employer, HMH.  Even if one could assume a duty to plaintiff as a
beneficiary to her employer's disability policy, she alleges no facts
that amount to a breach of that duty.

Dr. Morris does not -- in any one of the 301 pages of her complaint ---
allege that Taylor procured an improper policy on her employer's
behalf.  Nor does Dr. Morris allege that her employer requested a policy
with certain benefits but that Taylor failed to procure such a policy.
No allegation in the complaint suggests that Taylor acted improperly at
the inception of his relationship with HMH.  There are simply no claims
in the complaint against Taylor that form the basis of any traditional
"errors and omissions" causes of action against an insurance agent.

At no time prior to her filing a claim did Dr. Morris deal in any way
with Taylor.  This is not only a fact, but Dr. Morris makes no
allegation in her complaint to the contrary.  After filing her claim,
Dr. Morris solicited Taylor for assistance in attempting to have UNUM
honor her claim.  It is solely in this regard that Dr. Morris seeks to
hold Taylor liable.  Footnote 2.
(Footnote 2)  Plaintiff's additional "breach of contract theories (see
Complaint at p. 121, paragraph 55. F.) are wholly unfouded and need not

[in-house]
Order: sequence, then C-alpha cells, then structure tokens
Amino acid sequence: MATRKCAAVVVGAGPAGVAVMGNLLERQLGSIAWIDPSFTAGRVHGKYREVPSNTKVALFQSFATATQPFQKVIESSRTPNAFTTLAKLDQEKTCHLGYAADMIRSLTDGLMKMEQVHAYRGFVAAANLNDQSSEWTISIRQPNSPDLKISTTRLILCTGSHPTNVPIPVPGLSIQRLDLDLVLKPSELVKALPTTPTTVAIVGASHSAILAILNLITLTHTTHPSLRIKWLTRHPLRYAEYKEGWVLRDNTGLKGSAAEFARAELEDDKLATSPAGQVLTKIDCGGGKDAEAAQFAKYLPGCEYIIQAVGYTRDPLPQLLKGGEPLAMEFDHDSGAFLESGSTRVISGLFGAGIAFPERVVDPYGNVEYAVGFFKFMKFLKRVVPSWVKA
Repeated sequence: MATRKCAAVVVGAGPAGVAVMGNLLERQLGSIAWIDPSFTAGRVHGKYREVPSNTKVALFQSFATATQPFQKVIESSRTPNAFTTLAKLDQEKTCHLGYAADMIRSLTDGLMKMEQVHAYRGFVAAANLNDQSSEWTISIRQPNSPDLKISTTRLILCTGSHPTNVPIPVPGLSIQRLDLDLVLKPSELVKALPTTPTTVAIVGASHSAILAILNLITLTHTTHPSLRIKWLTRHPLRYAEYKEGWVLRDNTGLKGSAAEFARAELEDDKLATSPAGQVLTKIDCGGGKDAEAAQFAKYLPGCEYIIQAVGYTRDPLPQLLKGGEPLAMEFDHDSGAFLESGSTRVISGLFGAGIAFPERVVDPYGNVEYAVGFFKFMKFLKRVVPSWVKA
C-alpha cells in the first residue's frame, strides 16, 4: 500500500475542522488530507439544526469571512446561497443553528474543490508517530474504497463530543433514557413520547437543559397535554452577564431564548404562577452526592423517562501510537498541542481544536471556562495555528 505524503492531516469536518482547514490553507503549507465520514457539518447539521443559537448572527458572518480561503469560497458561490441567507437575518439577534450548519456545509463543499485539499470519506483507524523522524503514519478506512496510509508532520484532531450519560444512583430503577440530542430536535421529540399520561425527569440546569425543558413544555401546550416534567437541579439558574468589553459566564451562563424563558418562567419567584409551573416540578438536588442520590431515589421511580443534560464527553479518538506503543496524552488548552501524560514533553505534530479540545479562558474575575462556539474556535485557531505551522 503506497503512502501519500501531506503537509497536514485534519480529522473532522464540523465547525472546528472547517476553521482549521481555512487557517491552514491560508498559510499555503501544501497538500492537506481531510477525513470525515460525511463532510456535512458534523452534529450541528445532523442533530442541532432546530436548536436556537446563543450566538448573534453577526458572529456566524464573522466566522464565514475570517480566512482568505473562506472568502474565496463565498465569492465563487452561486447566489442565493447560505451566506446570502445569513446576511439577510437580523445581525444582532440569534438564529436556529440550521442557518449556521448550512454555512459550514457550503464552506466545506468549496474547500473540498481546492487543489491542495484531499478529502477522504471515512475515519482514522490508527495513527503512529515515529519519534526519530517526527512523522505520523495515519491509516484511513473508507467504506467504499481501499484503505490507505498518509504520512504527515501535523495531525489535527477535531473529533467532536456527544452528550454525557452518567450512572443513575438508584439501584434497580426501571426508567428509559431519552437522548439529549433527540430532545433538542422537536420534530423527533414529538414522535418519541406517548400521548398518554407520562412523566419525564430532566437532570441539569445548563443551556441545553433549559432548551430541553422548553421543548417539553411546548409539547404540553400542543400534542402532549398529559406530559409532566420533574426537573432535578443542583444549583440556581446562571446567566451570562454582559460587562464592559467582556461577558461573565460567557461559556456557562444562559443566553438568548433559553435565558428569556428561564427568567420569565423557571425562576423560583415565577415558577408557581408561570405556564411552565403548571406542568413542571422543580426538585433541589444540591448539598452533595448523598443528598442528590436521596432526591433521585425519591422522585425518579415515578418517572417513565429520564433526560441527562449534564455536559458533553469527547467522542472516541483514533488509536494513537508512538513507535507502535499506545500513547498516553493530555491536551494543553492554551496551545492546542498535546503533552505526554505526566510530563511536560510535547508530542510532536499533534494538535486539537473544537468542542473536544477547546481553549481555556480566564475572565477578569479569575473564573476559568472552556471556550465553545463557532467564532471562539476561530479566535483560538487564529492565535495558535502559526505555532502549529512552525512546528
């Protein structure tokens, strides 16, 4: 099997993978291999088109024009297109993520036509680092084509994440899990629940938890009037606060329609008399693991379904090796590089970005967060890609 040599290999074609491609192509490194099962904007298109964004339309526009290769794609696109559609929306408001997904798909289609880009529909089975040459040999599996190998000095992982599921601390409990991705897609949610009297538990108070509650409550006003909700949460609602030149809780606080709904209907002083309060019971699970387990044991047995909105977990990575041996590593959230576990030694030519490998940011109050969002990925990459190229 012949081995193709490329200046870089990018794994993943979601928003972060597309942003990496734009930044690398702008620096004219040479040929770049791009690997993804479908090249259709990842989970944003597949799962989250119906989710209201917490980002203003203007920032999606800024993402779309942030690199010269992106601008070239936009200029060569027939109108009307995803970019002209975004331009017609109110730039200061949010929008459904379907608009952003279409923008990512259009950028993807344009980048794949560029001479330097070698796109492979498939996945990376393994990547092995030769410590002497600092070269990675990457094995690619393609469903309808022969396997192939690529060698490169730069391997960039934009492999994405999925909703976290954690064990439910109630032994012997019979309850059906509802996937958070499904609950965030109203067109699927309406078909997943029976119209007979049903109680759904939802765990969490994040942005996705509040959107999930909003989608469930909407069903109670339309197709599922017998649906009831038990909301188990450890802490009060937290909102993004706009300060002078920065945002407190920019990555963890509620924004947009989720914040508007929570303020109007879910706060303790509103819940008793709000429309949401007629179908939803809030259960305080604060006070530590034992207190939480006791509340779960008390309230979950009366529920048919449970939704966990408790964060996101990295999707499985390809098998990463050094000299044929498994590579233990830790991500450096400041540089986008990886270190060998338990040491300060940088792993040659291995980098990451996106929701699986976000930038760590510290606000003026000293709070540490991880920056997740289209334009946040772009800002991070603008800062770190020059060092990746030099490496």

be given deference by this Court.  See Conley v. Gibson, 355 U.S. 41,
45-46(1967); United States v. AVX Corp. , 962 F. 2d 108, 115 (1st cir.
1989).

Upon reading Dr. Morris's complaint and accepting all reasonable
inferences as true, it becomes manifest that the only allegation she
makes against Jack Taylor specifically is that he failed to offer
unending assistance to her in her efforts to have UNUM honor her claim.
Dr. Morris does not allege that Taylor failed to process her claim
form.  She does not allege that Taylor did not assist her at all; in
fact, Dr. Morris admits that Jack Taylor did "in good faith attempt to
help [her] when she had difficulty by writing a letter in support of her
claim to UNUM." (Complaint at p.200, paragraph 76.2.b.).  Dr. Morris
alleges that after writing the letter to UNUM, Jack Taylor offered no
further assistance. (Id.)  Even accepting as true Dr. Morris's
allegation that Taylor failed to offer her further assistance, she
states no claim upon which relief can be granted.  Jack Taylor had no
duty, contractual or otherwise, to pressure UNUM into honoring Dr.
Morris's claim.  Further, Jack Taylor had no power to insist that UNUM
pay Dr. Morris her claimed benefits.

In this regard, Dr. Morris is equally unable to demonstrate Jack